The purpose of first aid is to minimize the damage done by disease or injury and prevent infection, so that healing can proceed as rapidly as possible, writes Dr Robert N. Oglesby DVM.
Sometimes first aid is all you need, other times it is a temporary measure until further help arrives. First aid can remarkably affect the outcome. Once principles are understood, common sense must be applied. Remember, if you are in a panic, you will not be able to help anyone, so step back from the situation and gather your wits before you tackle the problem. You may not be the only animal who is excited. The injured horse will also be confused and excited which makes him dangerous. If you cannot safely approach him: do not.
The Rules are as important as the first aid.
- RULE ONE: Keep calm.
- RULE TWO: Do not let the horse hurt anyone.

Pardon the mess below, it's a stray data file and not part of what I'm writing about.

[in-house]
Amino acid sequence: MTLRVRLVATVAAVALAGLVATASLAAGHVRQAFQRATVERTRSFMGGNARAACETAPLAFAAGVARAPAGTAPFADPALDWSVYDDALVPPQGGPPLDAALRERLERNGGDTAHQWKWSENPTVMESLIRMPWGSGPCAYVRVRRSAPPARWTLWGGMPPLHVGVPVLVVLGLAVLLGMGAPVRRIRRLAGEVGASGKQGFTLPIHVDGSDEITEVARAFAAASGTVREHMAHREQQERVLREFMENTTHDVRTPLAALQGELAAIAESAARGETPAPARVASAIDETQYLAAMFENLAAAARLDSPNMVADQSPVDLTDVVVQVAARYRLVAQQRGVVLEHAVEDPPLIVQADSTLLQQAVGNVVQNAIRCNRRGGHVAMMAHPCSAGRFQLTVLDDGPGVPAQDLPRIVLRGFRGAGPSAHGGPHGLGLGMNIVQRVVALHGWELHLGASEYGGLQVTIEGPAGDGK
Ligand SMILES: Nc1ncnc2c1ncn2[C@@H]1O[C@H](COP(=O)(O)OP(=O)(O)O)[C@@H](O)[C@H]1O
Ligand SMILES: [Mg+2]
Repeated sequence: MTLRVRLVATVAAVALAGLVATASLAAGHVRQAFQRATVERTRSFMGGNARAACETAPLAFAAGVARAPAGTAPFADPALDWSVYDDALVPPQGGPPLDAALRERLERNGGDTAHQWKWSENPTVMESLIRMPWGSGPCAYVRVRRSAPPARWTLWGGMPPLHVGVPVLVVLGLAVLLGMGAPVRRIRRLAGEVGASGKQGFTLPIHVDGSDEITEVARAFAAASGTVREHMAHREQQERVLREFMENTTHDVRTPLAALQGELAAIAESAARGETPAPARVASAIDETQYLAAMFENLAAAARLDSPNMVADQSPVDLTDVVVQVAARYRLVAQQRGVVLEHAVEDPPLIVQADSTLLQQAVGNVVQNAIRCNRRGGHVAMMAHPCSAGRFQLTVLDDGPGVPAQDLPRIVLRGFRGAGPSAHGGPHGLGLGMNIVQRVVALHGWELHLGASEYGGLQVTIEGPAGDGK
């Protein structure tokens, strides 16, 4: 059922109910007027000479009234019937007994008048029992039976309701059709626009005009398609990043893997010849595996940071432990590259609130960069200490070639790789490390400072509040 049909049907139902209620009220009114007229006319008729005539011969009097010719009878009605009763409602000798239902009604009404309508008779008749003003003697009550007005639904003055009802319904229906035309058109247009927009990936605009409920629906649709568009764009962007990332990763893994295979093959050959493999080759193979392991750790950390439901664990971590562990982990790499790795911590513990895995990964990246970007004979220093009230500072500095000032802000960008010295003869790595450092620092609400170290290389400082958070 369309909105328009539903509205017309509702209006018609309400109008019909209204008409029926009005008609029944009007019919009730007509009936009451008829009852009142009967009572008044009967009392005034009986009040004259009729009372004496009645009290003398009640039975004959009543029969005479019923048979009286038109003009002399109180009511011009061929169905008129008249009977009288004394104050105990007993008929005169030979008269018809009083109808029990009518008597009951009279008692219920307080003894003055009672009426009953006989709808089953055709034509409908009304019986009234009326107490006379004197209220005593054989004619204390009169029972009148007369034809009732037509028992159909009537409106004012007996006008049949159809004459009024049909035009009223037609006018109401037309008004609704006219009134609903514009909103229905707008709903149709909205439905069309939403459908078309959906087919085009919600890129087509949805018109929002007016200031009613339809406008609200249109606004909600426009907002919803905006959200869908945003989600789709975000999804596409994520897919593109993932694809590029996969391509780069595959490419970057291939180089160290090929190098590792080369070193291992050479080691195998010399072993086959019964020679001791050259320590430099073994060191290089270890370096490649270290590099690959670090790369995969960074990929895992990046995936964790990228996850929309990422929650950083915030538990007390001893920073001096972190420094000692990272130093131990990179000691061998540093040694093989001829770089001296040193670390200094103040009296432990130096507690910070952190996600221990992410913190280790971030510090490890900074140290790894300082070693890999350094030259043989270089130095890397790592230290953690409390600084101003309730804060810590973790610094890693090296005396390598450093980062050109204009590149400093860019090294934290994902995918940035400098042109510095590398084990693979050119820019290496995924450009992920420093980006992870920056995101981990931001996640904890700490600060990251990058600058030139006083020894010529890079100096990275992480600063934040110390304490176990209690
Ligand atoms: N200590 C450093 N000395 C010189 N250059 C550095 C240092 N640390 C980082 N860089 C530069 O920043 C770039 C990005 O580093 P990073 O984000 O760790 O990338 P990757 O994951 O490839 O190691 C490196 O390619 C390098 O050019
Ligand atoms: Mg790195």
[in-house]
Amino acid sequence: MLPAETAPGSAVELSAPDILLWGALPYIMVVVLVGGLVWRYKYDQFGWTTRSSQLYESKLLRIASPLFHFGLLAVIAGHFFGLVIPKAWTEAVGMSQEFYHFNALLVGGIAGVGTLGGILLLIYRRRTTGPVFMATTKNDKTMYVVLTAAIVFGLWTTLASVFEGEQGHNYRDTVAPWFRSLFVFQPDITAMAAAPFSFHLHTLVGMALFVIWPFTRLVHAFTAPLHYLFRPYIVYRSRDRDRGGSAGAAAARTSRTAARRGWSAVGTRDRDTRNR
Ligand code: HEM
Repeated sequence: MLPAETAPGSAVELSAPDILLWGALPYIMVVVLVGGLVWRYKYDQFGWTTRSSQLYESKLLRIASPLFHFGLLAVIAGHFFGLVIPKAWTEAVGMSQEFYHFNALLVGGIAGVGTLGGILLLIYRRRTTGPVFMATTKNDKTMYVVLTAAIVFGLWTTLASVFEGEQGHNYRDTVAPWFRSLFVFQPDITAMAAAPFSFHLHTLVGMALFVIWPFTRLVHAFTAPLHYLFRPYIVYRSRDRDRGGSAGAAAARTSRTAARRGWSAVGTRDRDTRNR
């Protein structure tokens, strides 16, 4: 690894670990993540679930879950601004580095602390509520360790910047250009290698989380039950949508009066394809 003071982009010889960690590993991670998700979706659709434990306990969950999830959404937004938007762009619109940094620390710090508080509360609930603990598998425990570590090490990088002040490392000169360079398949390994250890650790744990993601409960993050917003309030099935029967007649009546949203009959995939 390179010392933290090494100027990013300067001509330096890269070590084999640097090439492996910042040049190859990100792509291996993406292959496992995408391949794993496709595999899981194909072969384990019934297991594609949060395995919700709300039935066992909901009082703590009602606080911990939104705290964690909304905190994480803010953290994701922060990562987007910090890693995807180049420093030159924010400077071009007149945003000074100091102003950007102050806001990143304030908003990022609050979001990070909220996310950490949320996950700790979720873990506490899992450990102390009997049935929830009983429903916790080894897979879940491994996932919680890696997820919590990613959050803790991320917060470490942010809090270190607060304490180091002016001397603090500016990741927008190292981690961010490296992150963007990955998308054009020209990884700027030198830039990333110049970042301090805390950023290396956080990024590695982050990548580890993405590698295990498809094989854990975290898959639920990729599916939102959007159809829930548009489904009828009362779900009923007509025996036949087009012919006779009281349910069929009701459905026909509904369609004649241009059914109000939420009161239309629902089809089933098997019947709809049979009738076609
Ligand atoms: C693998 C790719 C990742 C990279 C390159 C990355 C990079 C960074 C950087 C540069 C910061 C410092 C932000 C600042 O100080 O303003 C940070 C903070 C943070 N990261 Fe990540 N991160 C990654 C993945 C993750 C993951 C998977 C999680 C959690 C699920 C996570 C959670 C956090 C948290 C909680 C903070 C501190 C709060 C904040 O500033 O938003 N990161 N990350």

- RULE THREE: Get the horse to a quiet familiar location to work on him. Actively assess: “can this horse be worked on safely?” “What can I do to make it safer for the horse and me?”
People tend to overestimate the severity of bleeding. Remember that a 1000 lb. horse has over 7 gallons of blood in his system and he can lose one gallon without serious effects. Of course, if a laceration has profuse bleeding, steps should be taken to slow it down.
Bleeding can be markedly slowed by applying pressure over the source of the blood. This should be done with a clean cloth, if available. Fold the cloth several times on itself to create a thick pad and apply a stretchy tape, Vetwrap-like material is excellent, firmly over the bleeding wound. This type dressing must be dry to adhere to itself so you must keep pressure on the bleeder as you apply the first few layers of the wrap. You can slow down the bleeding considerably using this method. Too much padding or too loose will prevent you from getting adequate pressure. For instance towels wrapped around the bleeder are not going to help, though I see this done frequently. If the tape is very tight around the leg, change it every 10 minutes to allow circulation to the rest of the leg. If the location of the bleeding is such that you can not tape it, hold the bandage firmly in place until the bleeding stops.
Deep Cut in the Skin Versus A Full Skin Thickness Cut